While Cantinflas the man was famous for irreverent, improvisatory comedy, Cantinflas the film is an uncritical, stiff biopic. The only thing memorable about the film’s depiction of Mexican movie star Mario “Cantinflas” Moreno’s rise to mega-popularity is its bifurcated plot. Cantinflas begins in 1955 with the story of would-be Hollywood producer Michael Todd (Michael Imperioli) and his struggle to bankroll an adaptation of Around the World in 80 Days.
Michael’s search for international stars leads to a series of decades-spanning flashbacks revealing how young Moreno (Óscar Jaenada) transformed into the performer who saved Todd’s film. Todd’s half of Cantinflas is consistently unbearable, since so much of it relies on viewers’ ingrained hatred of Maurice (J.C. Montes-Roldan), Michael’s cartoonishly haughty, effete (read: French) business partner. But Jaenada is pleasant enough to salvage the first half of Moreno’s story, which focuses on his many triumphs over know-nothing detractors, like rival Manuel Medel (Esteban Soberanes).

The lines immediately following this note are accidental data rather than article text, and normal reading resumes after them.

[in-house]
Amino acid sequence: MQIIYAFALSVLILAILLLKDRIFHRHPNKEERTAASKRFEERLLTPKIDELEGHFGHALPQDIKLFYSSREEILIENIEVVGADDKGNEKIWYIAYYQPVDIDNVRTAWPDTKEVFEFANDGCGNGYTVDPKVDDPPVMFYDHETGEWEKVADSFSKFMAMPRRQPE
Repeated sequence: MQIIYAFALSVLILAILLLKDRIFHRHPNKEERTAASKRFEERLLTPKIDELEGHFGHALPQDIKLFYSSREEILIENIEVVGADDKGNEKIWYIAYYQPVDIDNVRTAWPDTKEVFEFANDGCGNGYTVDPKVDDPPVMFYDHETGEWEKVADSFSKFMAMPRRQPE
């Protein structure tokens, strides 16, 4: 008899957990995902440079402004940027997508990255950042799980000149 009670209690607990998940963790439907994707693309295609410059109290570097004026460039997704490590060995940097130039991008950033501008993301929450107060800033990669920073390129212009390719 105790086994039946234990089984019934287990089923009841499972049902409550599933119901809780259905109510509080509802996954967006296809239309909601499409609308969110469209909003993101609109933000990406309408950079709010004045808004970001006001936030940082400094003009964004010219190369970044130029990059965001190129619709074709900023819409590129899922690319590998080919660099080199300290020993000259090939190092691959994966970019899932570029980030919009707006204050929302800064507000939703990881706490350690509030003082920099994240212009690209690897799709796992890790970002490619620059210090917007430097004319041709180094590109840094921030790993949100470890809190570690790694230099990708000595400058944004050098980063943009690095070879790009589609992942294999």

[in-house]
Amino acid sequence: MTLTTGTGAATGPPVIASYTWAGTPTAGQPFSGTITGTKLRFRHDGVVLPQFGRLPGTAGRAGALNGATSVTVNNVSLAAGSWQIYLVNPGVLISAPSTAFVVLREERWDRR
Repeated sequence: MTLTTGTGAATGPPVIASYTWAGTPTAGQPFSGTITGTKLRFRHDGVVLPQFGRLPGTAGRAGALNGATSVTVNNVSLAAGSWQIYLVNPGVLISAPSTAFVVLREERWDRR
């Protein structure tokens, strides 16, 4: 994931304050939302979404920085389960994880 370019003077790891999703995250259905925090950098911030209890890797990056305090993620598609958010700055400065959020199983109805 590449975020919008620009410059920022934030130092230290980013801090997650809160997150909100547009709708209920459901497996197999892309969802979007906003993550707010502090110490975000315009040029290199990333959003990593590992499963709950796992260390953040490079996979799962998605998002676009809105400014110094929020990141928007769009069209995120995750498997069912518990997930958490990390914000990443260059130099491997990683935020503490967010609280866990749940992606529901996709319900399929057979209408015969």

Sadly, Jaenada’s not strong enough to carry Cantinflas once Moreno is famous — the film considers the star’s accomplishments self-evident. He’s treated like a saint for demanding a stronger actors’ union, but we never learn why he cares about the union, outside of a screaming match with a corrupt politician. Worse still, Moreno’s instantly forgiven for cheating on wife Valentina (Ilse Salas) even after he bathetically stands outside during a thunderstorm and cries upon learning she’s infertile.
By ignoring Moreno’s wise-ass charms, and over-praising his appeal as an irrepressible underdog, Cantinflas wears viewers down with earnest hero worship.
This article from the Village Voice Archive was posted on September 3, 2014